The Comey Memos: The blind men and the elephant

Comey Memos

Shortly after receiving the redacted copies of the Comey Memos, somebody in Congress quickly leaked them to the media.

Because, of course.

And, the memos either prove that James Comey is a sanctimonious liar or Donald Trump thinks he’s above the law.

Or that the Comey memos themselves show President Trump didn’t obstruct justice or President Trump tried to obstruct justice.

Over at Fox News, the headline reads: Comey memos: House Republican committee chairmen say documents prove Comey never felt obstructed.

Whereas over at CNN, the ominous headline on the main page is: Comey memos renew questions over Trump’s behavior.

In other words, nobody can seem to agree on what the memos show.

It reminds me of the story of the blind men and the elephant.

Remember that?

A bunch of blind men are introduced to an elephant and each of them describes what it is. One grabs the tail and says, “It’s a rope.” While another, stumbling across one of its enormous ears declares, “No. It’s a fan.” And another pats its side and concludes that it’s a wall. Another, touching the tusk, announces, “It’s a spear!” Yet one more reaches for its massive leg and says, No, it’s a tree.” Finally, having discovered the elephant’s trunk, the last blind man assures them all that it is a large serpent.

This is the story of the Comey Memos.

Everyone sees what they want to see. It is their preconceived biases, their wishful thinking and their clear agendas – not the contents of the memos themselves – that drive their conclusions.

Yes, let’s all take the word of the woman who called the Tax cuts “Armageddon.”

There is one thing you can do to arrive at your own conclusions.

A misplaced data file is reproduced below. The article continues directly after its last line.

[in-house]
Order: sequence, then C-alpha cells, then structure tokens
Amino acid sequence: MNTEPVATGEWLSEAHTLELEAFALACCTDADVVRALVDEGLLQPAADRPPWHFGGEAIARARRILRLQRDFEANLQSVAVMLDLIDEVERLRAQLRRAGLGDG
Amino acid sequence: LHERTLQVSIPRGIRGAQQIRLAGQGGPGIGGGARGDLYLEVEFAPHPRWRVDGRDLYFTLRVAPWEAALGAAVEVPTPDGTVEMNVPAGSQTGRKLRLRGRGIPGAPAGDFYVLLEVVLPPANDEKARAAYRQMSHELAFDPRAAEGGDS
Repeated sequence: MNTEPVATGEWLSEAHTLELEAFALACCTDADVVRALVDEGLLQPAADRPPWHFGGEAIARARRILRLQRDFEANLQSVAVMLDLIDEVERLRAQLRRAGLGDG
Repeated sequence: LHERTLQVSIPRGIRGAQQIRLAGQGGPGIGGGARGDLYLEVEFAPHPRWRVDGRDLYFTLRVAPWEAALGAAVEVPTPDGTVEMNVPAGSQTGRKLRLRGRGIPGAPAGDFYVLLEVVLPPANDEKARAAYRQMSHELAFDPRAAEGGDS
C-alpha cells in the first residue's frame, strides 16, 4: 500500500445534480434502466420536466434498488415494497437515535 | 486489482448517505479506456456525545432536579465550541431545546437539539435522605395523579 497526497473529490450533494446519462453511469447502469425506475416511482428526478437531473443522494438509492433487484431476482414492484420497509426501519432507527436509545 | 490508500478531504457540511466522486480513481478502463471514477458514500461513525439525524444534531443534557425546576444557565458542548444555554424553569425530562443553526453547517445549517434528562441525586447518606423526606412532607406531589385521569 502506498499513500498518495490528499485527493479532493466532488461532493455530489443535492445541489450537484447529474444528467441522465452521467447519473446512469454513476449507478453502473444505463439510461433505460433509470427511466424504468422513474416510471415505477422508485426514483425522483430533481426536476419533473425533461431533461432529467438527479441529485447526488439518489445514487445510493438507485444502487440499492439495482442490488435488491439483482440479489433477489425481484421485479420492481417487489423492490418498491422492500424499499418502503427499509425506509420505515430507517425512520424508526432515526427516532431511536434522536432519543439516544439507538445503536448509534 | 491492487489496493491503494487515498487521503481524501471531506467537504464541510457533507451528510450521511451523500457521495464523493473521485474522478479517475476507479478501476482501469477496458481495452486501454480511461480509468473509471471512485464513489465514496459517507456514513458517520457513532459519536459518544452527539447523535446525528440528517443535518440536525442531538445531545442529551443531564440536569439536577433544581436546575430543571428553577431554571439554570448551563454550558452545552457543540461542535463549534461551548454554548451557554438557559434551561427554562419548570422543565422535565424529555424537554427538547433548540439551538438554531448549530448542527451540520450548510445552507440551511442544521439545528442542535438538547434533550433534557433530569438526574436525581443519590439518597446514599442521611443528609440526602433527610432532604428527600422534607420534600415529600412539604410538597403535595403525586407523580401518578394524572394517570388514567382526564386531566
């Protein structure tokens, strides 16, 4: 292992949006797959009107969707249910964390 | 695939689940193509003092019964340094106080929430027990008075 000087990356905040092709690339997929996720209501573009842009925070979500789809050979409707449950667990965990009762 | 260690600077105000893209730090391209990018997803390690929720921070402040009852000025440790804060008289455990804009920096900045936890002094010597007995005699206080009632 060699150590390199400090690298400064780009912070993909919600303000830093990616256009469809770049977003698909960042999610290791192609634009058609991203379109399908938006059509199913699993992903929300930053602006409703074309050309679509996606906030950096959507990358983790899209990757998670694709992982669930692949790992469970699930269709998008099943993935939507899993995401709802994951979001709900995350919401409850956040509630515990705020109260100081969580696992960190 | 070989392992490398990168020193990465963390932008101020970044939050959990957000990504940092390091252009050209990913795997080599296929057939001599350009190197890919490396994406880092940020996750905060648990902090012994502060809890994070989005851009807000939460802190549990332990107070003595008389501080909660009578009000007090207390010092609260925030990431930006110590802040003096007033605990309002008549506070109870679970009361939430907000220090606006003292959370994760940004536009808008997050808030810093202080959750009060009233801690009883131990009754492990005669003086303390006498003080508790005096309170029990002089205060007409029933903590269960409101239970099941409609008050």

You can read the memos yourself.

Sundance over at The Conservative Treehouse provides them.

Now, this isn’t to say that nobody is going to give an honest assessment of these memos.

Ben Shapiro does a good job of clearing away the noise over at The Daily Wire.

He points out six items worth knowing, but does preface them by saying, “There wasn’t much in the memos we hadn’t already heard from Comey, of course.”

Having read the memos myself, I agree with what Shapiro writes.

There isn’t anything new here.

And there isn’t anything in his accounts that screams, “Trump was trying to bully me!” or “Trump was trying to obstruct justice!!” Nothing.

Really, the only thing that pops out at me are more questions.

Why is it James Comey felt the need to chronicle his interactions with President Trump in this manner?

And how much of his account can we take at face value given what we know about Comey today? Not to mention what we know about Andrew McCabe?

Comey is, as he has proven over the last year, an incredibly self-serving narcissist.

He is motivated by self-interest to portray himself in the most positive light he can.

And that makes his account of these meetings highly suspect to me.

They aren’t sworn affidavits. And they aren’t written under oath.

Instead, they are the agenda-driven musings of someone who was actively involved in undermining the duly elected President of the United States.

In order to come to definite conclusions, one has to assume that James Comey is being entirely forthright and honest these memos.

And nothing about his behavior over the last year would lead me to believe he was either.

But don’t take my word for it. Ignore all the blind men. And read the Comey Memos yourself.

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